Courtney Berry is the managing director at Barbarian, a digital marketing firm. Views are the author's own.
Coronavirus has interrupted virtually every business, forcing many companies to shift priorities and investments. For those of us tasked with overseeing operations, diversity and inclusion, cultural initiatives and client service during this unprecedented time, the task has never been more challenging yet more critical as we look to expand our breadth of offerings.
The presence of diversity and the practice of inclusion allows us to look at problems differently and consider a wider range of solutions. During a time of crisis and constantly moving targets, what could be more valuable than fresh and different perspectives?
This is a time for us to expand our understanding of inclusion from surface-level indicators (i.e. gender, race, age) to larger, more intricate situations. Our industry is still trying to make sense of how the rest of the year will play out, but in the meantime, we need to ensure a continual adherence to the principles of inclusion while we are working under some of the most stressful situations as a nation and an industry including the ones listed below.
1. Inclusion rules apply both IRL and online
Video call (Slack, Zoom, Google Hangout — pick your poison) is to be prioritized above all else and we've encouraged our teams not to fall back on written comms that would normally be a live conversation — and I mean a video call where you turn the video feed on. Even so, it's not easy for everyone to speak up on a video call so it's more important than ever when we can't read body language as easily to create space for people to speak up. When you do need to use written comms, consider installing extensions like Alex or the Hey Guys bot for automated reminders about insensitive, inconsiderate and unconsciously biased writing.
2. Support varying home situations
Set expectations that this pandemic is going to affect employees differently — working parents, those with different abilities, caretakers, people who will now become caretakers, people who live alone, people who are married to or live with health care or other essential workers. Take the time to touch base with your employees about their working from home situations so you can be mindful about any challenges they're facing under an incredibly trying time. Wherever possible, be flexible on "official" office hours and make the goal of getting the work done, not getting the work done on your personal timeline.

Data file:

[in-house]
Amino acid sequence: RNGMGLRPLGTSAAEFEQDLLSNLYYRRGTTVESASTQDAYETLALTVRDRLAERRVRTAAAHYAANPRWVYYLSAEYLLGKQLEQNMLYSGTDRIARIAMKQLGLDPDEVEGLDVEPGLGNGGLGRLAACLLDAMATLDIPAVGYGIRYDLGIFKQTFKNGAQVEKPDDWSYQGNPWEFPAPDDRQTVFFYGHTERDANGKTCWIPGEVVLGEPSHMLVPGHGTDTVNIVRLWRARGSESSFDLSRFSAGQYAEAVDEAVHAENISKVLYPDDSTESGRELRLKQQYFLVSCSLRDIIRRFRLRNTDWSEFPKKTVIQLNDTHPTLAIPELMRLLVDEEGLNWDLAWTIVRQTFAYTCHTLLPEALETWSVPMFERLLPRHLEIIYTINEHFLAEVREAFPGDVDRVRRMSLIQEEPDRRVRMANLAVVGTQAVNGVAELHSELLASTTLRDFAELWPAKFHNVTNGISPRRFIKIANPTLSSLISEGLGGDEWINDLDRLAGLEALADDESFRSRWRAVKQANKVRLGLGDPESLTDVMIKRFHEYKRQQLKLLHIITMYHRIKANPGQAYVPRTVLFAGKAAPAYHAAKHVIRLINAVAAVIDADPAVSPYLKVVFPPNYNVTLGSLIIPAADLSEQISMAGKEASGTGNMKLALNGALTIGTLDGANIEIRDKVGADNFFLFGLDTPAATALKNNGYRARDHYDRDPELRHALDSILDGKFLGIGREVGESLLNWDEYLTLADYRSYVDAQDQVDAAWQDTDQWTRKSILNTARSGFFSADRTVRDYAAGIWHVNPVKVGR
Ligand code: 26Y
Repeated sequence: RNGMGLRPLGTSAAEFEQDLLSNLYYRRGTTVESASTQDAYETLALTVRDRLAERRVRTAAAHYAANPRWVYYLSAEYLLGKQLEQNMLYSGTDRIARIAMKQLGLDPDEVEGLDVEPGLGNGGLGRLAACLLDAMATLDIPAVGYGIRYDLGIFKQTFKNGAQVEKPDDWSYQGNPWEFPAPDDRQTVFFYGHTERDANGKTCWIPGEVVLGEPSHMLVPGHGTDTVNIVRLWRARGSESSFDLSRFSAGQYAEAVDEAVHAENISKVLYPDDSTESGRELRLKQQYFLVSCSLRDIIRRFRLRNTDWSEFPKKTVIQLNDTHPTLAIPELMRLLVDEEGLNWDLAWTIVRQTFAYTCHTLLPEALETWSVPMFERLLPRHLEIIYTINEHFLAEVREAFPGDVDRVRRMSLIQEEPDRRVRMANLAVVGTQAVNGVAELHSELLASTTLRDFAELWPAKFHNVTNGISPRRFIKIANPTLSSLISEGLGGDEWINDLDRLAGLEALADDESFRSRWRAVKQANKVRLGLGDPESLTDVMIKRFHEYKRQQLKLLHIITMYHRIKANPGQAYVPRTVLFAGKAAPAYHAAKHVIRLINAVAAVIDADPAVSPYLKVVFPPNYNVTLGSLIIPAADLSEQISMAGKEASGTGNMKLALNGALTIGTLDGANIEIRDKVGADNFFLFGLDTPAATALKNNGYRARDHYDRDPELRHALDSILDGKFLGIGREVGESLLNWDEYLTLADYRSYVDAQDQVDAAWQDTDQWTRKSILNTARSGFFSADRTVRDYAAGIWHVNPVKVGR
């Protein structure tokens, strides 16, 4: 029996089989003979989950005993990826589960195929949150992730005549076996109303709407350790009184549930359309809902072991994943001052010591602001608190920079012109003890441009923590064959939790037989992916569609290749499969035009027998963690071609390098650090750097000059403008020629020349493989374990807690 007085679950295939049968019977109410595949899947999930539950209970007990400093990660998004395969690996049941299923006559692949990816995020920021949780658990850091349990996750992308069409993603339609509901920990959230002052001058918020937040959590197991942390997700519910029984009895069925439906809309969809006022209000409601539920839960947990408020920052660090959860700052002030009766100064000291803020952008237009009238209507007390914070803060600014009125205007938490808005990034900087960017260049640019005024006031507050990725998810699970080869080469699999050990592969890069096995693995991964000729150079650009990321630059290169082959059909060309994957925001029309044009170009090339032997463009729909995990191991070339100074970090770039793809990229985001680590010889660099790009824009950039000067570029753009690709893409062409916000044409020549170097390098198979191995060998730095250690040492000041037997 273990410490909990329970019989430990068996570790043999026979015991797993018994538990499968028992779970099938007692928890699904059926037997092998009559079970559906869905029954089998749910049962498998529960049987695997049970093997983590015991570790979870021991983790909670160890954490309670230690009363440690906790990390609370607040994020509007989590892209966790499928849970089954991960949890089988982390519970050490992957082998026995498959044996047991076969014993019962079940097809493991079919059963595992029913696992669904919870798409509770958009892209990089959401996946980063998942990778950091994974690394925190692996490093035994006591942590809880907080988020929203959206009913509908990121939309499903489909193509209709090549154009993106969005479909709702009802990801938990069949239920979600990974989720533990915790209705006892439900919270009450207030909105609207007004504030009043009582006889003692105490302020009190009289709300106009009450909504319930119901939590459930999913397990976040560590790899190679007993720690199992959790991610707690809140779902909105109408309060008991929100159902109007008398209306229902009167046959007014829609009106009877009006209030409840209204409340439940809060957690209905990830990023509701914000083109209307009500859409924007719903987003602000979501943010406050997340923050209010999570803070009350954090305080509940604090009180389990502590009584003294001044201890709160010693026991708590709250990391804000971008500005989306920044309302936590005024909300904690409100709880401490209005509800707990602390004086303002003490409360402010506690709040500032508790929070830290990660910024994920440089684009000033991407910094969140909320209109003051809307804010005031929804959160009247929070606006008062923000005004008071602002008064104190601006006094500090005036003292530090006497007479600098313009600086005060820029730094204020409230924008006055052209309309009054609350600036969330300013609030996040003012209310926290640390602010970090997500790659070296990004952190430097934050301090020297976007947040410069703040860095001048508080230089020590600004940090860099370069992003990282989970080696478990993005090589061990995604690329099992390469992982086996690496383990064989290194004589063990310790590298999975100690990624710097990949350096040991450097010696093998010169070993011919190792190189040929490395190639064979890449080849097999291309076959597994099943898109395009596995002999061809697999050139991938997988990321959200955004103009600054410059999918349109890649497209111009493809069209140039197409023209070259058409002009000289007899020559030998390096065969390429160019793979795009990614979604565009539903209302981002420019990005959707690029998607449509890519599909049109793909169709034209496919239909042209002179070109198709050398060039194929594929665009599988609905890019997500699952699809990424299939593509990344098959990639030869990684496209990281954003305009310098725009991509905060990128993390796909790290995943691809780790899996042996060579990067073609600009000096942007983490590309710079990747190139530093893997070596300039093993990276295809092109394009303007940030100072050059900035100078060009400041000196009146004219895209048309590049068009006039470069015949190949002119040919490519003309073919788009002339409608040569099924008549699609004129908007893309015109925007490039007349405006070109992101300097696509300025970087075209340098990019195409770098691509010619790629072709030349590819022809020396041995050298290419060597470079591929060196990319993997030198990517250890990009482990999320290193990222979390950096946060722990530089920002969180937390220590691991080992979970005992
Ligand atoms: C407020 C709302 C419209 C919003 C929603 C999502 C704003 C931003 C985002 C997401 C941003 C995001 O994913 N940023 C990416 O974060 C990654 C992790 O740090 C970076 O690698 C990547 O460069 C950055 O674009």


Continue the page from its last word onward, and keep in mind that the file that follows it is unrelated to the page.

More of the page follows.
The same philosophy holds when we start to think about returning to work, and what that transition will look like for your employees. At the same time, this is an environment that begs for open two-way communication. Which brings us to our next point.
3. Create (virtual) space for everyone to be heard
The pandemic has made all of us feel more vulnerable than ever before. Opening new channels for all-agency dialogue on platforms that all employees have access to encourages open conversation and camaraderie across all levels that can foster a shared purpose and team unity. We've seen companies use open AMAs, weekly happy hours, group meditation sessions, and Town Halls over Zoom to maintain, and sometimes increase, employee engagement. Getting creative with these initiatives is a great way to be all inclusive. Try opening the door to your employees to host or suggest new activities or offer to teach a crash course on a skill for the company to enjoy.
With that said, it's just as important to heavy up on one-on-ones and small group check-ins that are not just about project status, but the status of people's mental well-being. We've taken to not just asking "how are you doing?" but "on a scale of one to five, how are you feeling today?" It forces them to avoid generic answers.
4. Include your community
As businesses across every industry are being impacted by the pandemic, it's important for those faring better than others to look outside their industries for partnerships that could help our community. For example, at Barbarian, we have initiated new weekly online "Wine 101s" with a sommelier from a local restaurant that has closed due to the pandemic via Zoom, and our team tips what they can directly to her Venmo. This isn't something we did pre-pandemic, but we've seen a positive impact and response across the board and we'll be considering how to expand initiatives like this, and integrate them post-pandemic. Being inclusive beyond our company walls, especially when so many are struggling, is critical during this time.
Undoubtedly, COVID-19 will continue to rock our nation for months to come and as we stride through it hand-in-(virtual) hand, let's all commit to finding opportunities that will set us up for a diverse and inclusive in the post-pandemic era. There are large and small tactics we can all incorporate throughout this time to promote D&I.